By Jeffrey T. Lewis


SAO PAULO--Brazilian aircraft maker Embraer SA said Monday it has started an arbitration process over the decision by U.S. aerospace giant Boeing Co. to cancel a plan to buy control of the Brazilian company's commercial jet business.

Embraer declined to give further details on the arbitration.

Boeing, which will save about $4 billion in cash from the decision, said Saturday the companies had failed to agree on final terms by the deal's initial termination date and that it instead chose to abandon the plan to buy 80% of the commercial plane business, along with another joint venture in a unit producing Embraer's new military cargo plane.

Embraer told Boeing earlier this month that the Brazilian company wanted to extend the negotiation process, but the U.S. company instead chose to terminate the agreement and used false claims as a pretext to avoid its commitments to close the transaction, according to Embraer executives on a conference call Monday morning.

Boeing had pursued Embraer to acquire access to smaller jetliners seating around 100 passengers and engineering expertise, but the Brazilian company's market value has fallen by two-thirds since the start of the year as the coronavirus upended air travel and led to the grounding of much of the global airline fleet.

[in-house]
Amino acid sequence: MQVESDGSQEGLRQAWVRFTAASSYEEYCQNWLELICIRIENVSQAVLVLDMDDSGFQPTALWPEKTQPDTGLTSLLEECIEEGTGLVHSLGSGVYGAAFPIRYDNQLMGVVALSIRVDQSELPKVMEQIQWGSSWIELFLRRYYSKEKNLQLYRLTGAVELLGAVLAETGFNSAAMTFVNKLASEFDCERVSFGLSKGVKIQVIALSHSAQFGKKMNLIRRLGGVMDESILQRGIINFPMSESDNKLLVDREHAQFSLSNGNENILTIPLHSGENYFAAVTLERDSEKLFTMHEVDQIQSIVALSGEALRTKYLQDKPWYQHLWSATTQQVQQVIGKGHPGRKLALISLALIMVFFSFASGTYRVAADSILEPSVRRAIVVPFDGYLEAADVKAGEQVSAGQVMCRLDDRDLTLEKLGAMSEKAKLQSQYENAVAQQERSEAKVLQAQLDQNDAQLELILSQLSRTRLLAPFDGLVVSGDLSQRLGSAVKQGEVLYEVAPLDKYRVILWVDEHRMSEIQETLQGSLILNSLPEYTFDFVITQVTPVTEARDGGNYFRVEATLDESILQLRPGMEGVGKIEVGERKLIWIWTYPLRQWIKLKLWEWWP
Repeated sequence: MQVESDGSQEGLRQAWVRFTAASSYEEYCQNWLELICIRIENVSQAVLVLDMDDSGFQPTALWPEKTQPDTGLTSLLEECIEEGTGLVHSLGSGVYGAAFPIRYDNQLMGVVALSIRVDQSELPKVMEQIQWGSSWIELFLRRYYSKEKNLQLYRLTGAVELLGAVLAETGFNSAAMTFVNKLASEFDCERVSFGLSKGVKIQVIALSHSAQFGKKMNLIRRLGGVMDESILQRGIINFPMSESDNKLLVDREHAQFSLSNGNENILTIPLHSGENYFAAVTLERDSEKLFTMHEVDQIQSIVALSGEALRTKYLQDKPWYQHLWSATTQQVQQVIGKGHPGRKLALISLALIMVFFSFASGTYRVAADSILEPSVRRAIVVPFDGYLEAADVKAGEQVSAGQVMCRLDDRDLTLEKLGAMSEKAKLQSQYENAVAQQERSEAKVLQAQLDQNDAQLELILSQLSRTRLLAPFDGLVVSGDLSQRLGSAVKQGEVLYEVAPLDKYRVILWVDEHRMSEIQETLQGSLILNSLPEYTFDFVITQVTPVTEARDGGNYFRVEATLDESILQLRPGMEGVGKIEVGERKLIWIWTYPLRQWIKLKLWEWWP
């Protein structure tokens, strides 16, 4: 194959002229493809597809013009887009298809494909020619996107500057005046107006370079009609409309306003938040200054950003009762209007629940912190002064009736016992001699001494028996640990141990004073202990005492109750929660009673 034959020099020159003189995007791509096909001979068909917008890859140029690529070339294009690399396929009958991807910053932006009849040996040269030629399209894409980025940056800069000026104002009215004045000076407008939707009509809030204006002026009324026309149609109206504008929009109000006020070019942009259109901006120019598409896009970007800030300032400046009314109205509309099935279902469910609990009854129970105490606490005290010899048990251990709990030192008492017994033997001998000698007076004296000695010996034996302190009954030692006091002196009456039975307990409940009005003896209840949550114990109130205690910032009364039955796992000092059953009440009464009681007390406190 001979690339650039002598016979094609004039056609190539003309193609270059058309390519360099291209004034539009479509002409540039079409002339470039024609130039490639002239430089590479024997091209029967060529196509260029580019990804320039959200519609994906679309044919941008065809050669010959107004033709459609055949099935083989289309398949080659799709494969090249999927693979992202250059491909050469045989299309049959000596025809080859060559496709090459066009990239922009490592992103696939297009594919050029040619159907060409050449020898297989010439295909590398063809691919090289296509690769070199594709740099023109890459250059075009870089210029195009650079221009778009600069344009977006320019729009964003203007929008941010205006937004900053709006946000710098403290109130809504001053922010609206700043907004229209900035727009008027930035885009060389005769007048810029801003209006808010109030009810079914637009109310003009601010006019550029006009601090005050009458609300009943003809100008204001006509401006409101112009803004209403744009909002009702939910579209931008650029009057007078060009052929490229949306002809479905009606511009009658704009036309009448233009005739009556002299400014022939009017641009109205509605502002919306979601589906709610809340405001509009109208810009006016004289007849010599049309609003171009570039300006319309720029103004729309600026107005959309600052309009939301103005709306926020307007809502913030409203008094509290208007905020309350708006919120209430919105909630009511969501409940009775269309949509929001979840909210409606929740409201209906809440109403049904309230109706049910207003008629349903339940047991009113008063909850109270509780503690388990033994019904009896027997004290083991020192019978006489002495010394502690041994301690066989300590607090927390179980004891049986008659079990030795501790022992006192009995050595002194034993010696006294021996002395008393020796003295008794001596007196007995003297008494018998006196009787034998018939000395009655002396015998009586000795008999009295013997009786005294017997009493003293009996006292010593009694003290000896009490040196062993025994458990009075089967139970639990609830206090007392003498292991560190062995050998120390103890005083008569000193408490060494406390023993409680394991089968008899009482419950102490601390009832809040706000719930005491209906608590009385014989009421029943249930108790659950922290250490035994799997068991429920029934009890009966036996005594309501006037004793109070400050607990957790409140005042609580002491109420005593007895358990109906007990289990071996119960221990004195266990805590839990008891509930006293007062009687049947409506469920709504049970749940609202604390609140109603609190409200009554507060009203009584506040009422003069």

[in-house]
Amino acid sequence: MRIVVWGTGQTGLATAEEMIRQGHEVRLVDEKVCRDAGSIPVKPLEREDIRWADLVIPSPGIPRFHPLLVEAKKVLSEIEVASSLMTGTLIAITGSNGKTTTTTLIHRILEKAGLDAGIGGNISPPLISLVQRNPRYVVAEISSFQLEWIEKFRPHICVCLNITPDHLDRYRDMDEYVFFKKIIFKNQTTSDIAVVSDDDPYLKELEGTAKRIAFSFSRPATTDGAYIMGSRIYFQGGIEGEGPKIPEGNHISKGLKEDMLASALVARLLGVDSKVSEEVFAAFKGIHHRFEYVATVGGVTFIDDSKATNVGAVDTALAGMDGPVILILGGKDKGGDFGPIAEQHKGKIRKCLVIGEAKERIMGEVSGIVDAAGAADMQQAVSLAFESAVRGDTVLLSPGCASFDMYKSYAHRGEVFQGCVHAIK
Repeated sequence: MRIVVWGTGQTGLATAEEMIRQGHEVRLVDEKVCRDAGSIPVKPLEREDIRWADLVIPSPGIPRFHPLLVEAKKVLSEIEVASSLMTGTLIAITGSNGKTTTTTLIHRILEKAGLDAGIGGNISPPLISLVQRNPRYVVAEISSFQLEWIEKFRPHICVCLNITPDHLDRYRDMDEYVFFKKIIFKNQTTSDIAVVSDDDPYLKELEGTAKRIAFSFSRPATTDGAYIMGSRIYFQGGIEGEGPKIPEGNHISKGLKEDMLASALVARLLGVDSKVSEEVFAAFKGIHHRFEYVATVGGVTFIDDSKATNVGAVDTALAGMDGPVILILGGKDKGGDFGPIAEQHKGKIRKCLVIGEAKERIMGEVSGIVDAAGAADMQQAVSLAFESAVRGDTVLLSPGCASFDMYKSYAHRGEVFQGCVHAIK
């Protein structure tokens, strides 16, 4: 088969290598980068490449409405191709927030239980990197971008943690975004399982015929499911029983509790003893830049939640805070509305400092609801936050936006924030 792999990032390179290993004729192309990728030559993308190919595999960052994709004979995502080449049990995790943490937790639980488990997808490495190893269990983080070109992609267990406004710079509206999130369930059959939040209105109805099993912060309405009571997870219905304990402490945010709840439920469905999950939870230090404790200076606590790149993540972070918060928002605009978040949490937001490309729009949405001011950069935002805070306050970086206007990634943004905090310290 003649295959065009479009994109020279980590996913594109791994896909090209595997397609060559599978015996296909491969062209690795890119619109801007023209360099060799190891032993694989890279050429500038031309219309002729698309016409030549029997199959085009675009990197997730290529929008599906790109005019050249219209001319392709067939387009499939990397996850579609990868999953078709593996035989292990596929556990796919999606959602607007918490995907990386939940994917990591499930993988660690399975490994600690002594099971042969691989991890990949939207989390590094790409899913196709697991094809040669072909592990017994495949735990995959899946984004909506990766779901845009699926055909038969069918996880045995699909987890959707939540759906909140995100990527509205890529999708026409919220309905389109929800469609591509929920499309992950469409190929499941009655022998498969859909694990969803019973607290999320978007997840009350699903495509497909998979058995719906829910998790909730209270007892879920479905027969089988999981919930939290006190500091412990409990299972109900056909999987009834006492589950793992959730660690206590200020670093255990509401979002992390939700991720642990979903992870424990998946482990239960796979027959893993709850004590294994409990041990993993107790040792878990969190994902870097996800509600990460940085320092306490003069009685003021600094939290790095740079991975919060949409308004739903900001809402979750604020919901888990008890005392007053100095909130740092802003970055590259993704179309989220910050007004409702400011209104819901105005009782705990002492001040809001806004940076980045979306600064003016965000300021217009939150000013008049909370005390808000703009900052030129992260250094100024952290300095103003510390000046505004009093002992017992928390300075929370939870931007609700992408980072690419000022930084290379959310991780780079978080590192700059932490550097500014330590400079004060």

The Brazilian company said it intends to use all remedies available regarding the damages incurred by Embraer because of Boeing's decision, without providing more details. The cost to Embraer of ending the process will be substantial, but the company said it hasn't finished calculating the figure.

The deal was first announced in 2018, and Embraer had already begun the process of separating the commercial jet business from the rest of the company.

Embraer's business remains attractive, and the commercial jet unit should benefit when the sector recovers from the coronavirus crisis, the company said. Embraer executives said they're reviewing their strategy for the unit, but declined to comment on other possible partners.

Embraer doesn't expect its business jet unit to feel much impact from the coronavirus crisis, though some orders are likely to be deferred, the company said. Its cash position is solid and the company has enough working capital to get through the year, executives said.


-Doug Cameron contributed to this article

Write to Jeffrey T. Lewis at


(END) Dow Jones Newswires

April 27, 2020 09:32 ET (13:32 GMT)

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